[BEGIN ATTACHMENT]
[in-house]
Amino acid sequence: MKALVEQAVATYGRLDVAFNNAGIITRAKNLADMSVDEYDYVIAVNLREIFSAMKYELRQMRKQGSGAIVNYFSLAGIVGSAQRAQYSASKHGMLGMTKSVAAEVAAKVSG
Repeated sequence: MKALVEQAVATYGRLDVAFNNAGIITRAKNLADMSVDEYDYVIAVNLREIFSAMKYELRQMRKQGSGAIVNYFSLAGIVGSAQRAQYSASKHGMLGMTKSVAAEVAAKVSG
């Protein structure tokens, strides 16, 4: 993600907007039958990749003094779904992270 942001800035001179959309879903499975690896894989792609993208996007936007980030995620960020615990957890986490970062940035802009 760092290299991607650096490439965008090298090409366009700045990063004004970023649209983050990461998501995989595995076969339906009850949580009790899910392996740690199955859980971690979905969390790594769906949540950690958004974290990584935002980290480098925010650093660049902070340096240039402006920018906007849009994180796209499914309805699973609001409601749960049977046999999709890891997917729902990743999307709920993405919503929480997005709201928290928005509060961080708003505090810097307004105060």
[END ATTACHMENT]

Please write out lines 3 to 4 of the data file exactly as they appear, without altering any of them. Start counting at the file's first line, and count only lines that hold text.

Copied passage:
Repeated sequence: MKALVEQAVATYGRLDVAFNNAGIITRAKNLADMSVDEYDYVIAVNLREIFSAMKYELRQMRKQGSGAIVNYFSLAGIVGSAQRAQYSASKHGMLGMTKSVAAEVAAKVSG
């Protein structure tokens, strides 16, 4: 993600907007039958990749003094779904992270 942001800035001179959309879903499975690896894989792609993208996007936007980030995620960020615990957890986490970062940035802009 760092290299991607650096490439965008090298090409366009700045990063004004970023649209983050990461998501995989595995076969339906009850949580009790899910392996740690199955859980971690979905969390790594769906949540950690958004974290990584935002980290480098925010650093660049902070340096240039402006920018906007849009994180796209499914309805699973609001409601749960049977046999999709890891997917729902990743999307709920993405919503929480997005709201928290928005509060961080708003505090810097307004105060």